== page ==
Friday, February 17, 2006

The White Glove Test

A man gave our house the white glove test last week.

It was part of a study I'm participating in for a hospital. They pay me $300 to clean my house with my own products and then clean again with Clorox products. I'm not supposed to do anything unusual, just the normal routine.

Which is: Plan a party. Run around the house in a panicked frenzy wiping counters and scrubbing floors and stacking the closed off stairway with broken toys, crumpled paper, stained clothes and torn shoes. The boys follow me around dropping Cherrios and stepping on them and moving all their dinosaurs to the living room floor to avoid a flood happening outside and carrying full containers of water outside to make the flood and walking back in with the mud all over their shoes. My husband comes home and I tell him I am losing my mind. I repeat this two or three thousand times. He asks me what he can do. And I ask him to just be aware that I am losing my mind. Company comes. We laugh. We dine. They leave. I rest for three months. And repeat.

It's not that I have something against cleanliness. I'd do anything to have a clean house...except clean it.

I was under the impression that the white glove man was just testing the bathroom and kitchen, so I dumped Comet all over the place and wiped the rooms so clean you could taste it in the air. Bleghk. But when he got here, he said he'd take a dust sample from the boys' room and living room, and an air sample from the basement.

Hold the phone. Did he say the dungeon, I mean, basement? The only thing scarier than the state of that room would be if we kept live alligators down there. Which, for all I know, we do. There'd be plenty of room to hide.

"Our house--not all of it is clean," I explained delicately to the man, who hadn't stopped coughing since he walked in the door.

"I have three kids," he said. "You don't have to explain anything to me."

Really, I thought. Not the donut bag stuffed with clothes--a forgotten overnight bag--in my sons' room? Not the pile of trash in the corner of their room?(It's not what it looks like. It's a junk collection. Okay it is what it looks like.) Not the mushroom experiment growing in a plastic cup the basement? Or the dead hermit crab in the aquarium, for whom the wake has not yet progressed to a burial? (We're not ready to say goodbye to our beloved 56789.) Nothing?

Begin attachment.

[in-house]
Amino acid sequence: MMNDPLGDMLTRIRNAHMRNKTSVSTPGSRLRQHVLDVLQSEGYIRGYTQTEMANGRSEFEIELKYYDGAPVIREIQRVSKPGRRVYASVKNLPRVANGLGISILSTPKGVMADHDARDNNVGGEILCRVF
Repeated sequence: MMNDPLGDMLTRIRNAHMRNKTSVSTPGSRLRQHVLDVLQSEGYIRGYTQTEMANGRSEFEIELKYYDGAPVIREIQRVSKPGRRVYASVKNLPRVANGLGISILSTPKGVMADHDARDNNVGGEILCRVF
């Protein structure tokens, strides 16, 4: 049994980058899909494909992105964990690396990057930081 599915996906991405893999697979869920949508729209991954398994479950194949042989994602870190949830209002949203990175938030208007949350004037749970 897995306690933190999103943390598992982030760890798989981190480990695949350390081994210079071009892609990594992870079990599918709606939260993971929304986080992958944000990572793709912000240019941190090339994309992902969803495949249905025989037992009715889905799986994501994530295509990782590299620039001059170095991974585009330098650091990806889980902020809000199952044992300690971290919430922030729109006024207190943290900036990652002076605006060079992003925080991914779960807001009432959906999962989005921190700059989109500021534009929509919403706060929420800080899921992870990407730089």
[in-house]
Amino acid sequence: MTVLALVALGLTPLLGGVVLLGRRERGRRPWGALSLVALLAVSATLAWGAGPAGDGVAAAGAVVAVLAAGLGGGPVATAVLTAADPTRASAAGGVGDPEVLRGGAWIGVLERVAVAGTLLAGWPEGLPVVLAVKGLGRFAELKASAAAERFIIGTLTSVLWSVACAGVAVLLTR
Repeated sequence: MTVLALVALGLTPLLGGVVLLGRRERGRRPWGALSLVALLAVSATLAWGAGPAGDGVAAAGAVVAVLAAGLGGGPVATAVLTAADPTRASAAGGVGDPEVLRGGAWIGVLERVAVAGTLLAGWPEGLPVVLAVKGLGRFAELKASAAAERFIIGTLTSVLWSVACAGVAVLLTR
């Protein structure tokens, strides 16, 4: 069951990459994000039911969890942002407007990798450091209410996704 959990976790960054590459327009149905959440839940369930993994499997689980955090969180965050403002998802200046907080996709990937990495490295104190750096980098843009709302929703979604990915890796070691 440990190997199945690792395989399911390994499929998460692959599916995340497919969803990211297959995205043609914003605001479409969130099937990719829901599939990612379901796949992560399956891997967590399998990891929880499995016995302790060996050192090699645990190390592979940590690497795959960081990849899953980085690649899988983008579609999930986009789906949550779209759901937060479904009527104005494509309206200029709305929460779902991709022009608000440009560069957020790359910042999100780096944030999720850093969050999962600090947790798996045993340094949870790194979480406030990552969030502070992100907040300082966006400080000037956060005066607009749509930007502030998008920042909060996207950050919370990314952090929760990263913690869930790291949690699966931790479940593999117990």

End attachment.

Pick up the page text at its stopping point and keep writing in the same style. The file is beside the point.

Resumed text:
After I got the poor man a glass of water and he finished explaining to my son what that thing with the long pole was, (Something called a mop? It sounds British,) he carried out the tests room by room and gave me a basket full of new cleaning supplies and a book that told how to use them.

We read the book this Wednesday during homeschool because, after seeing our house through a cleanliness expert's eyes, I was determined to learn how to clean. We started with the boys' room. First, we donated the junk collection to the Deffenbaugh Company. Then we captured the bad guy Superhero figures hiding under the bed--conspiring against our family, no doubt. Next we cleaned with Clorox wipes, Johnny paying attention to every surface and Richie cleaning off one shoe and calling it a day (He obviously takes after me.)

By the time we finished, it was lunch time. Then library time. Then reading time. Then dinner time. Then girls' happy hour. Then "Lost." Then bedtime.

One room down, six to go. Unfortunately, we were busy the rest of the week. Washing our hair and what not. But I did find something that will make this process a little easier. A cleaner that you just spray and leave there. No wiping. It literally eats your dust. Finally, a way to have a clean house without cleaning it. And I'm sure I could pay a neighbor kid, like five bucks, to spray that stuff all over our house.


Anonymous Jeanne said...

A woman after my own heart!

5:22 AM  
Anonymous pat brewster said...

Absolutely hilarious! I laughed all the way through! Move over Erma! I don't know if your cleaning ability came from me or your father. He sees no need to clean - ever - it will just get dirty again. We have to have a really long conversation before I can get him to help with cleaning day - that is -for him - dust mopping the floors, and vacuuming, cleaning the bathrooms. For me - the dusting - I know , it might not sound fair, but you know my back! I loved the Dr when I asked,"Can I still vacuum?" He said "Do you want to?" I said "No". He said, "Then, no". He was an enabler to my block against cleaning. What a guy!

7:02 AM  

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